That’s the Hutson Mason who is getting very little credit these days - perhaps understandably so. Mason is only averaging 140 yards a game passing, but his completion percentage - 71% - is good enough for No. 7 in the country. Tennessee’s Justin Worley? He’s completing 58% of his passes… good for No. 81 in the country.

So if it is about stopping Gurley and company, which really is the plan for anyone against Georgia, how good are the Vols at stopping the run? Not bad actually. Tennessee is allowing 129 yards a game on the ground - about 14 yards a game more than Clemson is allowing. For those keeping score at home, Georgia ran for 328 on Clemson in Athens four weeks ago.

Tennessee is going to have to outplay Georgia in every aspect to win the game. It is that simple.

Special teams, which seemed to be a weakness for the Bulldogs last season, is coming on now. Georgia’s pass defense seems ripe for Justin Worley to pick on, but Georgia is actually improved in that department from a year ago already.

The other, and more pressing problem for the Vols in the pass game is two fold: 1. Receivers Josh Smith (10 catches, 135 yards, 1 TD) and Von Pearson (7 catches, 98 yards, 1 TD) won’t travel to Athens for the game - meaning Tennessee will be down two productive receivers. 2. The new Tennessee offensive line is allowing three sacks a game, and Georgia feels like it can rush the passer.

One has to keep in mind that Marquez North (14 catches, 173 yards, 2 TD) and Pig Howard (13 catches, 89 yards) will still be in the lineup for the Vols, so the threat of the pass is still very much alive for Tennessee. But the depth of the Vols WR group is certainly depleted. Josh Malone (5 catches, 63 yards), who picked the Vols over Georgia and others, will have to step up to fill in for the hurt WRs.

Meanwhile, Georgia is still without receivers Justin Scott-Wesley, Malcolm Mitchell and Jonathan Rumph for another week. Coach Mark Richt said he expects all three to be ready to play against Vanderbilt next week. None of those three have played in any of Georgia’s three games this season.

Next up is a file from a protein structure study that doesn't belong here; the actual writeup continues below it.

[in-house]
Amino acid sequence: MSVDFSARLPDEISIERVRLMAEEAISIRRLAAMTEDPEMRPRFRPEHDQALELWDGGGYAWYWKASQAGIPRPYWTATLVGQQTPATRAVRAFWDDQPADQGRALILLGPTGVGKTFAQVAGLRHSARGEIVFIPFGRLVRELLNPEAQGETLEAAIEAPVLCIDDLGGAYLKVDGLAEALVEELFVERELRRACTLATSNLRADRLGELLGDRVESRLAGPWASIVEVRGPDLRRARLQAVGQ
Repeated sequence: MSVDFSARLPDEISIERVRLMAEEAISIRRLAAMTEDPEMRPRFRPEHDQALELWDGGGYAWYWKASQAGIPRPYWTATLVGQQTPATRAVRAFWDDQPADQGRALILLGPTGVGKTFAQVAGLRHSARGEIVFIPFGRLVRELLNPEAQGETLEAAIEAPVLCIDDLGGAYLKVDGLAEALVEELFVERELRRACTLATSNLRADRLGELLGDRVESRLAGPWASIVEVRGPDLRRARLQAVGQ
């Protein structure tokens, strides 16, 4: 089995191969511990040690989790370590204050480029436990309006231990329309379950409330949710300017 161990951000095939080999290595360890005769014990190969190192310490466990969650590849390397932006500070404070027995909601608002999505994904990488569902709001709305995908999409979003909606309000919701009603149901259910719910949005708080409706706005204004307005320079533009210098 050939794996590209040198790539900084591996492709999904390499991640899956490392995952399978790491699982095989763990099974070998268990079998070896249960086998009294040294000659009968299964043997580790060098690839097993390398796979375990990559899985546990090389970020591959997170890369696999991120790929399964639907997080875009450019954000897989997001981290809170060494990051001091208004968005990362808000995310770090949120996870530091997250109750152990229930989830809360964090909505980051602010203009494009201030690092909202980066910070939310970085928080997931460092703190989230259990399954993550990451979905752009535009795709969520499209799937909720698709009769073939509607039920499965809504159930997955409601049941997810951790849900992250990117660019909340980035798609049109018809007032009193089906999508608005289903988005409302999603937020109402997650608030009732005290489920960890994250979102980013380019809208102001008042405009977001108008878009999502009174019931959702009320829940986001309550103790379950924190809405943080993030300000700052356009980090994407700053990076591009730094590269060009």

Nonetheless, this game will come down to Tennessee’s ability to keep up with Georgia on the scoreboard. The Bulldogs are scoring three touchdowns more per game than the Vols. The Vols are last in the SEC in yards per play (4.6). Part of the problem, too, is that Tennessee is struggling running the ball. The Vols are ranked 13th of 14 teams in the SEC while managing only 130 yards on the ground per game. Tennessee is averaging 240 yards a game passing the ball, but it is no wonder the Vols are allowing three sacks a game - it seems they are quite one demential on offense.

That UT can’t run well (and by the way, Georgia is 4th in the SEC vs. the run - allowing only 104 per game on the ground) is likely leading to obvious passing situations, which leads to pass rushing situations, which isn’t helped by an new offensive line that’s starting two freshmen on the right side. That’s probably the reason the Vols are struggling protecting Worley. Oklahoma pressured or sacked Worley 13 times - or about once every three times he dropped back to pass. Worley, understandably, wound up completing less than half of his passes, and the Vols lost by 24 points on the road.

The Vols’ offensive troubles not withstanding; Tennessee’s defense, and powerful A.J. Johnson, may be able to slow Georgia for a time - Clemson did. But Clemson scored, and that’s what the Vols are going to have to do to beat the Dawgs. Tennessee is ranked 13th in the SEC and 80th in the country in scoring offense. That, on Saturday, is the Vols’ problem.

Simply put: Without turnovers, a great special teams performance (Tennessee blocked a kick for a touchdown in 2013 and punted for a 51-yard average and with two of the punts winding up inside the 20) and shutting down Georgia’s run game (Georgia has out-gained the Vols by an average of 197 to 94 in the last four games) the Vols will not win.